Under the Dome, Week 8 2017
Highlights of the Week
The House and Senate floor engaged in lengthier floor debate this week in an effort to clear out their lengthy calendars. In the House, the floor unanimously passed legislation that would give school districts the flexibility to determine if English language learners should take reading language assessments in their language of instruction or their native language. The House also gave initial approval to HB 1193 which aims to speed up the roll out of wireless broadband technology by updating statutory definitions and expediting local government permitting processes. The bill was developed after an almost yearlong stakeholder process between industry, local governments, and other organizations. The Senate passed SB 027 which increases fine for texting and driving but clarifies that someone cannot be penalized for texting if they are stopped at a stop sign or stop light. The bill was amended in the Senate State Affairs Committee to clarify this point and also reduced the maximum fine from $500 to $300.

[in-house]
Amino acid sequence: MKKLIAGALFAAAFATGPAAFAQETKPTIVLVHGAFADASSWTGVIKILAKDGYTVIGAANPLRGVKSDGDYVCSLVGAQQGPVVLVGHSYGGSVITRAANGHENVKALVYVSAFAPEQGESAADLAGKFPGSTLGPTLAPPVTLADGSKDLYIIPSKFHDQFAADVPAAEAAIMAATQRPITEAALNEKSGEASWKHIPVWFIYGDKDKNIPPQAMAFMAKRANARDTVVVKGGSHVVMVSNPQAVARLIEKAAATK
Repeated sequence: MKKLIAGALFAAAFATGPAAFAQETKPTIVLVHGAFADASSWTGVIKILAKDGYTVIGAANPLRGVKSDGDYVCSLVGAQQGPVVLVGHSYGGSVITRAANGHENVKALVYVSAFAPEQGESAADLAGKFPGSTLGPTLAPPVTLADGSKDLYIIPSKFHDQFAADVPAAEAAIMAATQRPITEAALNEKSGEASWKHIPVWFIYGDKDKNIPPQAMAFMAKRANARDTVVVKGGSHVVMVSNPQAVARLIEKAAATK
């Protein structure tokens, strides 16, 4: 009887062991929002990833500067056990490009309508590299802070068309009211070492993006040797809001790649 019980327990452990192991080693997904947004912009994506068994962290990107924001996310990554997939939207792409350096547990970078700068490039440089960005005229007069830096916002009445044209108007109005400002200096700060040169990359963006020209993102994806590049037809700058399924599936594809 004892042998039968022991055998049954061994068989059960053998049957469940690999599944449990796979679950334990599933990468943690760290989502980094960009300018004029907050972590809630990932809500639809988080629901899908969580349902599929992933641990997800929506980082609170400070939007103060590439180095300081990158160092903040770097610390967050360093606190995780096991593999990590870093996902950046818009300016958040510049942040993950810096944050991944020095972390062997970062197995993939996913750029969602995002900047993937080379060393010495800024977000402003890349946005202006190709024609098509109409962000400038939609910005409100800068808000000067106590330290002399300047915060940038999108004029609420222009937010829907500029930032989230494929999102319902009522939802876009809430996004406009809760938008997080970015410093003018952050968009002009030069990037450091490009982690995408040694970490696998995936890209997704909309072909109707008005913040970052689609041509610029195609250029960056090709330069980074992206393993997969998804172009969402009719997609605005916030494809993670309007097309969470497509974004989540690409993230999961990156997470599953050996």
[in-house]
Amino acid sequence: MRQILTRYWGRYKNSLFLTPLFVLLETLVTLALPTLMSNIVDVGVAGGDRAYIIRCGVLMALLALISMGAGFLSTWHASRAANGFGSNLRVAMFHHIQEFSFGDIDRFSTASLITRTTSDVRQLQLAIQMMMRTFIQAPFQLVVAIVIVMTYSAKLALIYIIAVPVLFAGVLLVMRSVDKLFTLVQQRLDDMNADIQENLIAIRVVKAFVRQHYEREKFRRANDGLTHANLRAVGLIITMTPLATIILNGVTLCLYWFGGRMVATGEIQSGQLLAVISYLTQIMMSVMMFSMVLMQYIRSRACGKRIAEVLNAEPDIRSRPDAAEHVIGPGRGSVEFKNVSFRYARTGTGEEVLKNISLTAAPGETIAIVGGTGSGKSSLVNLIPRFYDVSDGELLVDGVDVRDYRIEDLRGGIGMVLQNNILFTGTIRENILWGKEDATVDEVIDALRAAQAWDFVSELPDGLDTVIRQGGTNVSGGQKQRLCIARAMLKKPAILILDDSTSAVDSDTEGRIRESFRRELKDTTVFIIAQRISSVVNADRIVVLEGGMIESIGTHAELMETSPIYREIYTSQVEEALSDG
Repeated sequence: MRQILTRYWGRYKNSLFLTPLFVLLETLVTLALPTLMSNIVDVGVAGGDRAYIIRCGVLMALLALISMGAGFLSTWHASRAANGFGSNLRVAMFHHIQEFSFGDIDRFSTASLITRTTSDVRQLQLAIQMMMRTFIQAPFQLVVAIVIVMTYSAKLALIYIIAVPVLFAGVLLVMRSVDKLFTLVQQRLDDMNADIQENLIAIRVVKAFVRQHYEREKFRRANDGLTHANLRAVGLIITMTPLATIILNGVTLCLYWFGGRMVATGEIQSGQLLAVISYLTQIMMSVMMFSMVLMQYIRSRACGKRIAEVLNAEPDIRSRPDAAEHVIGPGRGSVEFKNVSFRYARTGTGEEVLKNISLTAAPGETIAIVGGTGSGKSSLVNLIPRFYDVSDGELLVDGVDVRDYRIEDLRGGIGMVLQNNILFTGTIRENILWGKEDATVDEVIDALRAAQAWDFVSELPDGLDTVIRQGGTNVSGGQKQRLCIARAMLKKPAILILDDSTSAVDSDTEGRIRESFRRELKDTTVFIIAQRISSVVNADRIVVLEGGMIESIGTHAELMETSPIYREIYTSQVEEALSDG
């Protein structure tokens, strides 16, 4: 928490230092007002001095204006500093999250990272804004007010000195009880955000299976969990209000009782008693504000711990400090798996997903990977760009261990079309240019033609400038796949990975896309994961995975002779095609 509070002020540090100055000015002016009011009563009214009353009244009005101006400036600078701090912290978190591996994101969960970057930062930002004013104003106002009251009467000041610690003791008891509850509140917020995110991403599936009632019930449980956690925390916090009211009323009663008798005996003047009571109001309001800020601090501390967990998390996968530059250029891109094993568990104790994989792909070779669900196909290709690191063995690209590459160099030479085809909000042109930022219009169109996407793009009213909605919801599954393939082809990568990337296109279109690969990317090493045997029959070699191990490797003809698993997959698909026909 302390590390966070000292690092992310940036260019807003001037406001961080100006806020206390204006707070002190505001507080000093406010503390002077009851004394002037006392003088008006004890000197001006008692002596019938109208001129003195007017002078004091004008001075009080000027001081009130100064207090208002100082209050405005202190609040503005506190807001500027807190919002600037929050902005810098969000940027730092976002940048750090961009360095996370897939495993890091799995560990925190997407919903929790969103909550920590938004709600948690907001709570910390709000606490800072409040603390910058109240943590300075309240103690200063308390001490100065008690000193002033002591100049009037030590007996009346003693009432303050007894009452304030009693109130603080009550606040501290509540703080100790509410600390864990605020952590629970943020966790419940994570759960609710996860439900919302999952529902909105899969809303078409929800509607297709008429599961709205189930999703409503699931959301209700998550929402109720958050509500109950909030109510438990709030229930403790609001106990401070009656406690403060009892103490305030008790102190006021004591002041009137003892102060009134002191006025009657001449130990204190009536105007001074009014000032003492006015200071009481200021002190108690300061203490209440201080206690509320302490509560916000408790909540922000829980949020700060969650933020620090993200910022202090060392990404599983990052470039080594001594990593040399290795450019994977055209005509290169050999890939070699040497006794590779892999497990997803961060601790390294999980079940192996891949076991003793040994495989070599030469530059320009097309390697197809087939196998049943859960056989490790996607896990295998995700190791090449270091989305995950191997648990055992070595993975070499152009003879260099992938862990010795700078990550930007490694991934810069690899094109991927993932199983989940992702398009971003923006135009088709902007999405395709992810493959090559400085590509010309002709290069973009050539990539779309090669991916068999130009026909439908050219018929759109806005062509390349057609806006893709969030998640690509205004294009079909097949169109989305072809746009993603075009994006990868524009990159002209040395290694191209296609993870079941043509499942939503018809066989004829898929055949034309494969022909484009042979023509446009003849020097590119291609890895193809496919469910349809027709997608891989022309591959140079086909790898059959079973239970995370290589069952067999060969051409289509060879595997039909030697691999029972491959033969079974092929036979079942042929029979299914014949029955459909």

Committees churned through many hours of work as well. The Senate Finance Committee considered legislation that would eliminate the tax credit for alternative fuel vehicles and put a question on the ballot asking voters to retain that money for transportation funding. The Colorado Oil and Gas Association, a Nissan dealer, and the Colorado Motor Carriers Association, and CACI testified in opposition. Committee members amended the bill and advanced it to the Appropriations Committee. As amended, electric vehicles would lose their tax credit immediately and CNG vehicles and AFV trucks face an early sunset of the incentive in two years. The House Finance Committee met this week as well and approved on a 12-1 vote to reauthorize the existing child care tax credit for low income families (HB 1002). It also gave the first stamp of approval to legislation aiming to change TABOR’s growth factor.